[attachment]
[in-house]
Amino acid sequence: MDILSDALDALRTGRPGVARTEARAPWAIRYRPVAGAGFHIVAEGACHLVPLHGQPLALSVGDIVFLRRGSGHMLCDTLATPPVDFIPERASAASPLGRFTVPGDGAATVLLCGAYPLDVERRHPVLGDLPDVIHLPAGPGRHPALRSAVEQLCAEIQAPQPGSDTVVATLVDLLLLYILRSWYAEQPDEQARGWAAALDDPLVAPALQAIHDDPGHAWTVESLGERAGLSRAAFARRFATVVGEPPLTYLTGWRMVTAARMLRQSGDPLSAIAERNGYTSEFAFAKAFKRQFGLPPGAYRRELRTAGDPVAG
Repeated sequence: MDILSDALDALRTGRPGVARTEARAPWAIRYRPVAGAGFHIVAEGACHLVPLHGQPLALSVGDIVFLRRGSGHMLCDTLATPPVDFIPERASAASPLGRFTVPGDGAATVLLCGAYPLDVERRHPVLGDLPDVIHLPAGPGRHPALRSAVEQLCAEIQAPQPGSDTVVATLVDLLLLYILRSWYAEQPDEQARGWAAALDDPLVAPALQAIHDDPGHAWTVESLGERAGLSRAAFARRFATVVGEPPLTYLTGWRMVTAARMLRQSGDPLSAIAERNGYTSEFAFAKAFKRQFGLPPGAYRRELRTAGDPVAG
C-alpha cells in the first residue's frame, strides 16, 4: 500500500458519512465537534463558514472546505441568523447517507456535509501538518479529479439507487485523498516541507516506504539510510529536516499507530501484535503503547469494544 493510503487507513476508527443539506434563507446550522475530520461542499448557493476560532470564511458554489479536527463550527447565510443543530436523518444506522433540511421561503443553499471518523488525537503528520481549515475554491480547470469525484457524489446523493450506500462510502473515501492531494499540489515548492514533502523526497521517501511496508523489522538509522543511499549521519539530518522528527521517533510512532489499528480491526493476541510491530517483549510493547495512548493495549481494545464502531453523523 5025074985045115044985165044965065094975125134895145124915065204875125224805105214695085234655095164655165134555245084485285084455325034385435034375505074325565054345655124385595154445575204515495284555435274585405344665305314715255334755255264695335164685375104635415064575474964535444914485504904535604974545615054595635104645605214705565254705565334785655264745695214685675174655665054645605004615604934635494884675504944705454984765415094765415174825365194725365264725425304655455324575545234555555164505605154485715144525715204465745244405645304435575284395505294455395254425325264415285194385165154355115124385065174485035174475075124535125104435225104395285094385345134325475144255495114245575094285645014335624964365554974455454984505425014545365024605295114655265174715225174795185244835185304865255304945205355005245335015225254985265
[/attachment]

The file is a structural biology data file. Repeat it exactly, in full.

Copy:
[in-house]
Amino acid sequence: MDILSDALDALRTGRPGVARTEARAPWAIRYRPVAGAGFHIVAEGACHLVPLHGQPLALSVGDIVFLRRGSGHMLCDTLATPPVDFIPERASAASPLGRFTVPGDGAATVLLCGAYPLDVERRHPVLGDLPDVIHLPAGPGRHPALRSAVEQLCAEIQAPQPGSDTVVATLVDLLLLYILRSWYAEQPDEQARGWAAALDDPLVAPALQAIHDDPGHAWTVESLGERAGLSRAAFARRFATVVGEPPLTYLTGWRMVTAARMLRQSGDPLSAIAERNGYTSEFAFAKAFKRQFGLPPGAYRRELRTAGDPVAG
Repeated sequence: MDILSDALDALRTGRPGVARTEARAPWAIRYRPVAGAGFHIVAEGACHLVPLHGQPLALSVGDIVFLRRGSGHMLCDTLATPPVDFIPERASAASPLGRFTVPGDGAATVLLCGAYPLDVERRHPVLGDLPDVIHLPAGPGRHPALRSAVEQLCAEIQAPQPGSDTVVATLVDLLLLYILRSWYAEQPDEQARGWAAALDDPLVAPALQAIHDDPGHAWTVESLGERAGLSRAAFARRFATVVGEPPLTYLTGWRMVTAARMLRQSGDPLSAIAERNGYTSEFAFAKAFKRQFGLPPGAYRRELRTAGDPVAG
C-alpha cells in the first residue's frame, strides 16, 4: 500500500458519512465537534463558514472546505441568523447517507456535509501538518479529479439507487485523498516541507516506504539510510529536516499507530501484535503503547469494544 493510503487507513476508527443539506434563507446550522475530520461542499448557493476560532470564511458554489479536527463550527447565510443543530436523518444506522433540511421561503443553499471518523488525537503528520481549515475554491480547470469525484457524489446523493450506500462510502473515501492531494499540489515548492514533502523526497521517501511496508523489522538509522543511499549521519539530518522528527521517533510512532489499528480491526493476541510491530517483549510493547495512548493495549481494545464502531453523523 5025074985045115044985165044965065094975125134895145124915065204875125224805105214695085234655095164655165134555245084485285084455325034385435034375505074325565054345655124385595154445575204515495284555435274585405344665305314715255334755255264695335164685375104635415064575474964535444914485504904535604974545615054595635104645605214705565254705565334785655264745695214685675174655665054645605004615604934635494884675504944705454984765415094765415174825365194725365264725425304655455324575545234555555164505605154485715144525715204465745244405645304435575284395505294455395254425325264415285194385165154355115124385065174485035174475075124535125104435225104395285094385345134325475144255495114245575094285645014335624964365554974455454984505425014545365024605295114655265174715225174795185244835185304865255304945205355005245335015225254985265